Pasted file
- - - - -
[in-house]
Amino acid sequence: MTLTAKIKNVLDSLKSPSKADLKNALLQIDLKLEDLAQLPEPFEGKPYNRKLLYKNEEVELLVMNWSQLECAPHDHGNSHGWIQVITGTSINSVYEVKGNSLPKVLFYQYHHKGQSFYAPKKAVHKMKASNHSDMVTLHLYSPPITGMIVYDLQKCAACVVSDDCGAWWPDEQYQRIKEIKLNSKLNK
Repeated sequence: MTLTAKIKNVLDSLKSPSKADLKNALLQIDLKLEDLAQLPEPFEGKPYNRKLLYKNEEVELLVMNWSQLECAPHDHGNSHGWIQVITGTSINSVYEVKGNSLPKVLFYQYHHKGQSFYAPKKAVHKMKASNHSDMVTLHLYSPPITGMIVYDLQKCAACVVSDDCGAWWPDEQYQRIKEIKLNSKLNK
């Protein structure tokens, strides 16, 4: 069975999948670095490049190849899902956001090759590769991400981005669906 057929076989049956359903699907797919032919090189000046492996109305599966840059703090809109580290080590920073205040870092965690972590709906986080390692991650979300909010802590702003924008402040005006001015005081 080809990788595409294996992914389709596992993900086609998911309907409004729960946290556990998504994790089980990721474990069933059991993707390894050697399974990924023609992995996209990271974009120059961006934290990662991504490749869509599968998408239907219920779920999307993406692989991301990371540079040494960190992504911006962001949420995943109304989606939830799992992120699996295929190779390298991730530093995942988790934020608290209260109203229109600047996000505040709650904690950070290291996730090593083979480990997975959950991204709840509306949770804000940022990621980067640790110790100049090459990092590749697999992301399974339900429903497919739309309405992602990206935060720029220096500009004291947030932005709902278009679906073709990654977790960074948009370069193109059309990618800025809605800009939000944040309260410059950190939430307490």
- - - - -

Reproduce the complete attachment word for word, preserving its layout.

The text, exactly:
[in-house]
Amino acid sequence: MTLTAKIKNVLDSLKSPSKADLKNALLQIDLKLEDLAQLPEPFEGKPYNRKLLYKNEEVELLVMNWSQLECAPHDHGNSHGWIQVITGTSINSVYEVKGNSLPKVLFYQYHHKGQSFYAPKKAVHKMKASNHSDMVTLHLYSPPITGMIVYDLQKCAACVVSDDCGAWWPDEQYQRIKEIKLNSKLNK
Repeated sequence: MTLTAKIKNVLDSLKSPSKADLKNALLQIDLKLEDLAQLPEPFEGKPYNRKLLYKNEEVELLVMNWSQLECAPHDHGNSHGWIQVITGTSINSVYEVKGNSLPKVLFYQYHHKGQSFYAPKKAVHKMKASNHSDMVTLHLYSPPITGMIVYDLQKCAACVVSDDCGAWWPDEQYQRIKEIKLNSKLNK
């Protein structure tokens, strides 16, 4: 069975999948670095490049190849899902956001090759590769991400981005669906 057929076989049956359903699907797919032919090189000046492996109305599966840059703090809109580290080590920073205040870092965690972590709906986080390692991650979300909010802590702003924008402040005006001015005081 080809990788595409294996992914389709596992993900086609998911309907409004729960946290556990998504994790089980990721474990069933059991993707390894050697399974990924023609992995996209990271974009120059961006934290990662991504490749869509599968998408239907219920779920999307993406692989991301990371540079040494960190992504911006962001949420995943109304989606939830799992992120699996295929190779390298991730530093995942988790934020608290209260109203229109600047996000505040709650904690950070290291996730090593083979480990997975959950991204709840509306949770804000940022990621980067640790110790100049090459990092590749697999992301399974339900429903497919739309309405992602990206935060720029220096500009004291947030932005709902278009679906073709990654977790960074948009370069193109059309990618800025809605800009939000944040309260410059950190939430307490």